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Meaningless sinusoidal wave?

  1. Dec 23, 2005 #1
    Forgive me for my ignorance on these matters. I know almost nothing about math or physics. My only knowledge on such things is what I have been able to grain from Popular Science/Math books. I have never even graduated from college. But please allow me to post a question. Although I want to get more in-depth as to why I am asking this question, unfortunately I am pressed for time. Can anyone give me a quick answer?

    Is it meaningful to speak of a sinusoidal wave with infinite frequency and infitessimal amplitude? Would such an entity effectively be the same as a straight line or would it not?

    Say one were to draw a "ray" straight down the middle of a wave such that its its crests and troughs have an equal perpendicular distance from said ray. I think it would be correct to say that this wave's "deviance" from this straight line is proportional to the total area of crests and troughs (i.e. the area whose boundaries are the ray and the wave itself). But if one decreases the amplitude ad infinitum, would it not be correct to say that the wave's deviance from the straight line is zero, thus equaling a straight line?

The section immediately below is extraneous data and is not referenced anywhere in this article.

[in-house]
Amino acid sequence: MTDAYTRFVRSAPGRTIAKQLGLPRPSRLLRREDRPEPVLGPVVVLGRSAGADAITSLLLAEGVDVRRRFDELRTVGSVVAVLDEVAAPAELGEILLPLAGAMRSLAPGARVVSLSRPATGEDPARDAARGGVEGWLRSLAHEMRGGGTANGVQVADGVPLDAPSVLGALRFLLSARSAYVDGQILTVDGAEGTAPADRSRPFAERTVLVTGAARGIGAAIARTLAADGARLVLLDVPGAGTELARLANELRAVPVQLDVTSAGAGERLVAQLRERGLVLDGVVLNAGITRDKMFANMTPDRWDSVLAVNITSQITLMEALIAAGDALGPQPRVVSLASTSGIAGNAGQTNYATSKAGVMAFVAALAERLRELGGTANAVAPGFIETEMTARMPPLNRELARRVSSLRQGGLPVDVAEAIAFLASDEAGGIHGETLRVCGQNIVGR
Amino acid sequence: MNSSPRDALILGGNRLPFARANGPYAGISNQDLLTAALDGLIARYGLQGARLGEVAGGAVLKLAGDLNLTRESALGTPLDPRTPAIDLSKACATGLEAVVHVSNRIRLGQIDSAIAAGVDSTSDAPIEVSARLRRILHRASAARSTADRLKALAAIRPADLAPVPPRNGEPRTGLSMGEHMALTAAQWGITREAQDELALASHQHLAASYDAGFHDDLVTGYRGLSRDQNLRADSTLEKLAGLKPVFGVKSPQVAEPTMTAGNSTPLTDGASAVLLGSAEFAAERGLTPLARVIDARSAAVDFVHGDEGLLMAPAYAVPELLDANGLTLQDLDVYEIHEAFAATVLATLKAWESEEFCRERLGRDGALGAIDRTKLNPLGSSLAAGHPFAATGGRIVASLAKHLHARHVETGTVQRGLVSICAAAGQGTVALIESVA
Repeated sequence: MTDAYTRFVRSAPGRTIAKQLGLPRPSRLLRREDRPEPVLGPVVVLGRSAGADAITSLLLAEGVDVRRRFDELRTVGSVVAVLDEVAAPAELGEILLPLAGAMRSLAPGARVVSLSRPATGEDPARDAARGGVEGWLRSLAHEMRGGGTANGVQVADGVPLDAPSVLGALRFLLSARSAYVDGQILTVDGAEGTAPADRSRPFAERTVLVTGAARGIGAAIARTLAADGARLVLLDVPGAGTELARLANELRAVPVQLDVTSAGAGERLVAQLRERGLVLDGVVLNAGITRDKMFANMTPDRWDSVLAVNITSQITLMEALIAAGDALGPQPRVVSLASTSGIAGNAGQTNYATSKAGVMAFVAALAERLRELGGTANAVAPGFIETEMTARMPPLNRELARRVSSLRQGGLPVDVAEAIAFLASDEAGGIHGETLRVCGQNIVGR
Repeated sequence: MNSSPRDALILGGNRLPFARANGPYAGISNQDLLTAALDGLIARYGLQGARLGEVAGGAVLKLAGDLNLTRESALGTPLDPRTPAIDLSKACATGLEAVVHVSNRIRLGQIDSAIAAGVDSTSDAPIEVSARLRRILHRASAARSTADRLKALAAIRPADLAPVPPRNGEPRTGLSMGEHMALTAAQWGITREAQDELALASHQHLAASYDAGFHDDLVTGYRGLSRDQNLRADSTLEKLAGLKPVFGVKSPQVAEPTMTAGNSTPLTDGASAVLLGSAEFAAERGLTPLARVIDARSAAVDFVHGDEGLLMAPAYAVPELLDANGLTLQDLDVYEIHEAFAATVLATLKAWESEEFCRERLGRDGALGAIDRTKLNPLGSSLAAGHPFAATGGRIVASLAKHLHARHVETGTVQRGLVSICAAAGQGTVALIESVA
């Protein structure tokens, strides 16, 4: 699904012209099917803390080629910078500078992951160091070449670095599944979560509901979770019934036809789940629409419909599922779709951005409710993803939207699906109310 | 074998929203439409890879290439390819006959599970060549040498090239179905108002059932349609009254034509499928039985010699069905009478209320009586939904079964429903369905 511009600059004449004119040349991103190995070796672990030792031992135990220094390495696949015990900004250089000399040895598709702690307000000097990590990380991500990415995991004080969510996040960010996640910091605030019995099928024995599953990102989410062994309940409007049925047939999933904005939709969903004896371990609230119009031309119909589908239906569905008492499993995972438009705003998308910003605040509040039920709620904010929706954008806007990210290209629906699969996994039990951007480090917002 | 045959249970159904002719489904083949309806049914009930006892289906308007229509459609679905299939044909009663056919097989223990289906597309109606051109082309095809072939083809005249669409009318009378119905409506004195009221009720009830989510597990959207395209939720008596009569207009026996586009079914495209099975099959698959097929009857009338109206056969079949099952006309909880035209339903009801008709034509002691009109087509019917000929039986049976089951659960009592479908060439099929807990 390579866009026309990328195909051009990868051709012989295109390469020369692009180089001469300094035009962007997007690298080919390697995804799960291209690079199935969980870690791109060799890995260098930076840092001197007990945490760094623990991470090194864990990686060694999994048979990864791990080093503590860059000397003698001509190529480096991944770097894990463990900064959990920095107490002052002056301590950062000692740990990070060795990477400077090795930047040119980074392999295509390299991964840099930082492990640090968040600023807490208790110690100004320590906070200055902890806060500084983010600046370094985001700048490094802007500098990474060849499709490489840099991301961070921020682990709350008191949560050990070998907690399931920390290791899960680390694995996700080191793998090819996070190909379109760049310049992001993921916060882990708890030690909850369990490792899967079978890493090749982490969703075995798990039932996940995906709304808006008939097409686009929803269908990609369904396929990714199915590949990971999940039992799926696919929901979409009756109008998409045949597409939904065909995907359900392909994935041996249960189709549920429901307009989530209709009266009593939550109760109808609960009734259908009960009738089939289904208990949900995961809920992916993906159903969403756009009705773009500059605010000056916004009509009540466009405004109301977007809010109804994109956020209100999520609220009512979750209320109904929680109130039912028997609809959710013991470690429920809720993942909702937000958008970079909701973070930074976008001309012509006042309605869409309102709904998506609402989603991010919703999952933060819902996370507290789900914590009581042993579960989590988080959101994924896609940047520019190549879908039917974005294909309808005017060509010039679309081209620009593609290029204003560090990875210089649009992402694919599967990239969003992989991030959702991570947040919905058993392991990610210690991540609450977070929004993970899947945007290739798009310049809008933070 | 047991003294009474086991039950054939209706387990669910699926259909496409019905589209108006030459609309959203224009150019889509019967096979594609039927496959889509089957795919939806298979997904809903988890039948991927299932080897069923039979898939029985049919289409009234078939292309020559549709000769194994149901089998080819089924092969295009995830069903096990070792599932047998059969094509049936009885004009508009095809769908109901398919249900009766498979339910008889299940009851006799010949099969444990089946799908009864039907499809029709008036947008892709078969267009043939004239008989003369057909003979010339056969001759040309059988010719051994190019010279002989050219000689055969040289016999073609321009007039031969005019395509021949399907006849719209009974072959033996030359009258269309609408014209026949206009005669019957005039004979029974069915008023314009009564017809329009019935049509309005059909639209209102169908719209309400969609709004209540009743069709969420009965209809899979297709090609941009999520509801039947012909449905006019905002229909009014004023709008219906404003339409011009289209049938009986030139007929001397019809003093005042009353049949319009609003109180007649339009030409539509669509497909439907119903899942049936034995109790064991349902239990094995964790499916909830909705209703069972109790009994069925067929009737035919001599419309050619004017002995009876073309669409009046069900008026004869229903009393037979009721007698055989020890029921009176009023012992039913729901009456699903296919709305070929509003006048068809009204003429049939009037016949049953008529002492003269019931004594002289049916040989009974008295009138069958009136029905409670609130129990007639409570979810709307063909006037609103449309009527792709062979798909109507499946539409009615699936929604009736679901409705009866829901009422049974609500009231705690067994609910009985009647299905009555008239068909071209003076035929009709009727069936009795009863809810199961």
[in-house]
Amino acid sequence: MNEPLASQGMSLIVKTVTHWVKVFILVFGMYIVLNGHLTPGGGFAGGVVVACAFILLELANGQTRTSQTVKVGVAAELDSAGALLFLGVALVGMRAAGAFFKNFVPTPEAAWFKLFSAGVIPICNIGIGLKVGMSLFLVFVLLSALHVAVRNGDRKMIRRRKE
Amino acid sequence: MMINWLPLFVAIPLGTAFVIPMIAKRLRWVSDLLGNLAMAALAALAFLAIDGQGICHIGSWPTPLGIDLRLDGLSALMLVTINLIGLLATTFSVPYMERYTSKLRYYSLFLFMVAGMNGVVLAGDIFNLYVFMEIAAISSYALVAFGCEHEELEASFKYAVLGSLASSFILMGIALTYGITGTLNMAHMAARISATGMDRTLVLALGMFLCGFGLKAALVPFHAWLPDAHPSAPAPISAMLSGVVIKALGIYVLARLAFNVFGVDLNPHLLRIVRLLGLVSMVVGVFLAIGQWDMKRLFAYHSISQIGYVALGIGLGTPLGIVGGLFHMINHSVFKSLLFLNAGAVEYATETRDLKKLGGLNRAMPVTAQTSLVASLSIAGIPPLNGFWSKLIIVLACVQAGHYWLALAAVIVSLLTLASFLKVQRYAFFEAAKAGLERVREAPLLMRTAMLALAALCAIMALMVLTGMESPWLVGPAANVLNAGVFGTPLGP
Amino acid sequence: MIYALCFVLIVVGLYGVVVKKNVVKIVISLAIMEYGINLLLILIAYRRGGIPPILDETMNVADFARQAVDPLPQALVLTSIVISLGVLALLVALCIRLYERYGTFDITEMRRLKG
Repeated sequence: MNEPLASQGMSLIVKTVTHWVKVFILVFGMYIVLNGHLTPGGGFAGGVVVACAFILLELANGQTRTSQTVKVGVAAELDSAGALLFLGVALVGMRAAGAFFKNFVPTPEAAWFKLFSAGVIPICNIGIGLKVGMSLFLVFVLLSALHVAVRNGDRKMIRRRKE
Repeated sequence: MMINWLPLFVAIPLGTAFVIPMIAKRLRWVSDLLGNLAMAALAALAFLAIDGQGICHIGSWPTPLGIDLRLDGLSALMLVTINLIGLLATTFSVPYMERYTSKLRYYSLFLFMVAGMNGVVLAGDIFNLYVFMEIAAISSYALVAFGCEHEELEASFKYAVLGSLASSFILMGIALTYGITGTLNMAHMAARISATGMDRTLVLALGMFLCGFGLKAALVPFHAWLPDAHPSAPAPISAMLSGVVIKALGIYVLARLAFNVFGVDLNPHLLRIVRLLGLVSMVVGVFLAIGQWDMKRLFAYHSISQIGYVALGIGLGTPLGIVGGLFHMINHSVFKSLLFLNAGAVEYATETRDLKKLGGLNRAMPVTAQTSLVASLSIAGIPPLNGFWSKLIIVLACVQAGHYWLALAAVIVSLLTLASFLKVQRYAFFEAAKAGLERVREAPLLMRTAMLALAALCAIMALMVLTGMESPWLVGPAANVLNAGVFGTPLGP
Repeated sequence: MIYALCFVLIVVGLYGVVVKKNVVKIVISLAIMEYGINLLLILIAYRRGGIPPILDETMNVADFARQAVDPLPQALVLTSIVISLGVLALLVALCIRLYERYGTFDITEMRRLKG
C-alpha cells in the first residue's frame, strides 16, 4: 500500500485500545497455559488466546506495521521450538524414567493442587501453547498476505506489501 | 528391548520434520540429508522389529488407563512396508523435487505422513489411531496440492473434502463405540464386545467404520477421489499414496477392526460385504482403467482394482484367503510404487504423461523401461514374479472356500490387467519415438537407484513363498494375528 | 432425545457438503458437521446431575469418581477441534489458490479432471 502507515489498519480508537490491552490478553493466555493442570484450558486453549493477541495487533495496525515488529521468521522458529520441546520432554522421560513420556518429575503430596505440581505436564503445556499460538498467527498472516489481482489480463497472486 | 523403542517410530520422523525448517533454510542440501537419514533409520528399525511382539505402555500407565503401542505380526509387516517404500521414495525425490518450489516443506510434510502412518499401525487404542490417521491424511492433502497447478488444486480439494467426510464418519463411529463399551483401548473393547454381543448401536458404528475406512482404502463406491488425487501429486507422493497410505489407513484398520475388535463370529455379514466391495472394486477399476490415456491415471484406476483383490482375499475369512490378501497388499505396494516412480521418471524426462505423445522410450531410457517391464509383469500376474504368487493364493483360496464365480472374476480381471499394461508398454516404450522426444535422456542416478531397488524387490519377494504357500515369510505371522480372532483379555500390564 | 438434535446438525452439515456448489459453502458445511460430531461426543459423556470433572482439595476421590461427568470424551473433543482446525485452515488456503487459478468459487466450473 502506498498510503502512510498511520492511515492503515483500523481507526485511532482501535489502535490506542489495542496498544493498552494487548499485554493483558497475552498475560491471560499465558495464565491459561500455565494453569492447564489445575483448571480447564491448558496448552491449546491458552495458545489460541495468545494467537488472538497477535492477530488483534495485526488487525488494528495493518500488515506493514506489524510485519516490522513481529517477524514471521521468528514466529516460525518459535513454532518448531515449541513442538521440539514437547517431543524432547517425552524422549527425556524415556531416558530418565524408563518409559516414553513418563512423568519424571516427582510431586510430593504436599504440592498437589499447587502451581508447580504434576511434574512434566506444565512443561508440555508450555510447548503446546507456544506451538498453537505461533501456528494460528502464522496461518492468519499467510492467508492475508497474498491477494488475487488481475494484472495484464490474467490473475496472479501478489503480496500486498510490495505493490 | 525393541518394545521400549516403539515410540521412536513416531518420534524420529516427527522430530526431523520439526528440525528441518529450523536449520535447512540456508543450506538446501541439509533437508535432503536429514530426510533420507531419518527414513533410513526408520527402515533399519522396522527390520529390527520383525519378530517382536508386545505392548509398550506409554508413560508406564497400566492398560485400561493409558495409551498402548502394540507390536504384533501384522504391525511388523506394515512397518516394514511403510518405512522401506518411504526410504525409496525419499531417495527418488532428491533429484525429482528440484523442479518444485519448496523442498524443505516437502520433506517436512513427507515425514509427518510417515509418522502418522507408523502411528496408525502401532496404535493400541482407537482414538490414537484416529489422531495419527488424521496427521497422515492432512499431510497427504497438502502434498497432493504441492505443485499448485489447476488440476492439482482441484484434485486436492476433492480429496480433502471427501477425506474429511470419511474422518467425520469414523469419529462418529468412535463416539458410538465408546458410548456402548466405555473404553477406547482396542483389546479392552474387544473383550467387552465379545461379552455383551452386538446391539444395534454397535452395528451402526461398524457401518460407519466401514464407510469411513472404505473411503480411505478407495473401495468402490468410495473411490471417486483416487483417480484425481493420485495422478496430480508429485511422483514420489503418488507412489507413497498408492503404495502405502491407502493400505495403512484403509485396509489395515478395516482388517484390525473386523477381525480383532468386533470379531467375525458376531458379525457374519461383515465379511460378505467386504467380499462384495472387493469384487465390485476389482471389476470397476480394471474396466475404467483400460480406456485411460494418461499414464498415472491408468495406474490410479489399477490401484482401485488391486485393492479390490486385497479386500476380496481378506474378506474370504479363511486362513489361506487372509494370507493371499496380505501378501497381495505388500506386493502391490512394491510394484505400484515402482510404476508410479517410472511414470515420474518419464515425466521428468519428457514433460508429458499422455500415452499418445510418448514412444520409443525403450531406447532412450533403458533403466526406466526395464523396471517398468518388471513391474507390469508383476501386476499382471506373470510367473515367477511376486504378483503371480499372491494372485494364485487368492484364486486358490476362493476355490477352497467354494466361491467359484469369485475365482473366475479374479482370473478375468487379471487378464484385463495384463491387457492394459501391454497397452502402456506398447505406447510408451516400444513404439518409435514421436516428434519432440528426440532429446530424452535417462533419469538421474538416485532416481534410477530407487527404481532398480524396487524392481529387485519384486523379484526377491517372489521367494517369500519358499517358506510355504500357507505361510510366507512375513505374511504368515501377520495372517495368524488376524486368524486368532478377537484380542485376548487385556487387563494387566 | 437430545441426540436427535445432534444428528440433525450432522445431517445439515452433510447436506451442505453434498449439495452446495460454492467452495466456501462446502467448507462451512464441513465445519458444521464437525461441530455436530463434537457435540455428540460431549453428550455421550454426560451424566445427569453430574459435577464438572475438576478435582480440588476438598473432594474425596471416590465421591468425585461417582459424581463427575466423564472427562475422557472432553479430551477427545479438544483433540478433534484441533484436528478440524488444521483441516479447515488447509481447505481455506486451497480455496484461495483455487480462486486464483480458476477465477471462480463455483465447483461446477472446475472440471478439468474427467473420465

Thank you.

  2. jcsd
  3. Dec 23, 2005 #2
    You could speak of a sin wave with an infinite frequency and infitessimal amplitude. A periodic wave with an infitessimal amplitude would basicaly be a straight line. In other words, as the amplitude aproached zero, the sin wave would aproach a straight line.

    I don't think that the frequency has anything to do with thus. I might go so far as to say that a wave with low frequency is straighter than one with a high frequency, at least over a finite interval. At most points, however, it would not be parallel to ray drawn down the middle.
  4. Dec 24, 2005 #3
    The reason why I ask is that Joseph Campbell posed a paradox which intrigued me in his book "Oriental Mythology". It goes something like this:

    Take a straight line of , say, 2 units long. Now draw a perfect sine wave over that line such that one phase (one crest, one trough) is covered over that line, the wave beginning with one end of the straight line and ending at the other end (in other words, the straight line is a "ray" parallel to the wave's direction of motion and cutting the wave in half). Now the crest and the trough are both perfect semicircles in such a juxtaposition with the straight line (this would all be so much easier if we could draw things on these message boards). The circumference of each such half-circle is satisfied by the relation c = d * (pi)/2, where "d" is the diameter, that being half the straight line (which is "1" in this case). Thus the circumference of one semicircle is (pi)/2. Since there are two semicircles, the sum of the two circumferences (which is the same as the distance covered by the wave) is pi.